Delaware becomes the 16th state to legalize medical use of marijuana

(Washington Post) DOVER, Del. — Gov. Jack Markell has signed legislation making Delaware the 16th state to allow the use of medical marijuana.

The new law allows people 18 and older with certain serious or debilitating conditions that could be alleviated by marijuana to possess up to six ounces of the drug. Qualifying patients would be referred to state-licensed and regulated “compassion centers,” which would be located in each of Delaware’s three counties. The centers would grow, cultivate and dispense the marijuana.

Some highlights of the Delaware law:

  • Patients may possess up to six ounces of usable cannabis
  • Patients may purchase cannabis from three state-licensed dispensaries
  • Patients may not grow their own cannabis
  • Dispensary workers must be 21 years old and five or more years since a drug misdemeanor.  Drug felons are excluded.
  • Patients may get cards for cancer, HIV/AIDS, cirrhosis, ALS (Lou Gehrig’s), Alzheimer’s agitation, and PTSD (post traumatic stress disorder)
  • Patients may get cards to deal with cachexia or wasting syndrome; intractable nausea; seizures; or severe and persistent muscle spasms
  • Pain patients can only get a card if their pain has not responded to previously prescribed medication or surgical measures for more than three months or for which other treatment options produced serious side effects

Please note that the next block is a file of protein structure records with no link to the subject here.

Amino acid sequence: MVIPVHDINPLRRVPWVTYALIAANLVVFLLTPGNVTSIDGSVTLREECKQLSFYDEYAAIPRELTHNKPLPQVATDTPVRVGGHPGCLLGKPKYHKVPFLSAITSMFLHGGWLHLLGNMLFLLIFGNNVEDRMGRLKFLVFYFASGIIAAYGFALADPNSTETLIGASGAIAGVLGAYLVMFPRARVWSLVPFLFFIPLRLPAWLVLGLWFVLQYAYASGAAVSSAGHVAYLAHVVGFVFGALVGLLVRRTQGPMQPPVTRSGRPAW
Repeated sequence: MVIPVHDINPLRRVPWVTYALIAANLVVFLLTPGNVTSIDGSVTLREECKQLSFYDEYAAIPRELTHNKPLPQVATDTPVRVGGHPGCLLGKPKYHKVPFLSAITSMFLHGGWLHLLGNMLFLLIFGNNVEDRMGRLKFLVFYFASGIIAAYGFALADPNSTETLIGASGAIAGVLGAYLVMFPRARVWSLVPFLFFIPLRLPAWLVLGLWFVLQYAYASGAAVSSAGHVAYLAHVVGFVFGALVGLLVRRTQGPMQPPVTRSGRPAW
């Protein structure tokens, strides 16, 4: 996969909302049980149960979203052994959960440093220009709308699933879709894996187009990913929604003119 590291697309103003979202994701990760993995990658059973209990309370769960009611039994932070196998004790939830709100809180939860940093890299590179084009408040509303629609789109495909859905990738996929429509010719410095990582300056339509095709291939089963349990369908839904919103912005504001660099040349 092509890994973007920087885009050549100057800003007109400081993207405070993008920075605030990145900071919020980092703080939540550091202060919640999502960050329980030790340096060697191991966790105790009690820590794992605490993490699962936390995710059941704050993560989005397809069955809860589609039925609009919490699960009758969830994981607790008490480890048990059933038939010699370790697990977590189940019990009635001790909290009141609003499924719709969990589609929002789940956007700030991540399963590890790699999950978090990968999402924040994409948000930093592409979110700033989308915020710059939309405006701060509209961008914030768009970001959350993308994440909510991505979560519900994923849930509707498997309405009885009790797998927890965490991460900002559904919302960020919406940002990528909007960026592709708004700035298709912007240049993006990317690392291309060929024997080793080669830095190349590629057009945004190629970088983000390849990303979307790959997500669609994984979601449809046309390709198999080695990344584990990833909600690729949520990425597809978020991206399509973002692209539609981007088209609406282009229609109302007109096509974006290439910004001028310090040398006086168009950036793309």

• Patients may designate caregivers and caregivers may only assist up to five patients.
  • Only the weight of usable medicine is considered against a patients limits, not the weight of preparations (e.g. the three grams of medicine in the ten ounces of brownies counts only as three grams, not ten ounces)
  • Patients shall not be considered DUID solely for the presence of marijuana metabolites in their urine
  • Schools may not discriminate against patients in enrollment*
  • Landlords may not discriminate against patients in housing*
  • Medical care, including organ transplants, shall not be denied to patients
  • Employers may not discriminate against patients in hiring, promotions, and firing.  Positive urine screens for marijuana cannot be used against patients*
  • Patients may not be discriminated against in cases of parental rights and child custody.

*unless failing to do so would cause the school or landlord  or employer to lose a monetary or licensing-related benefit under federal law or regulations.

View full post on The NORML Stash Blog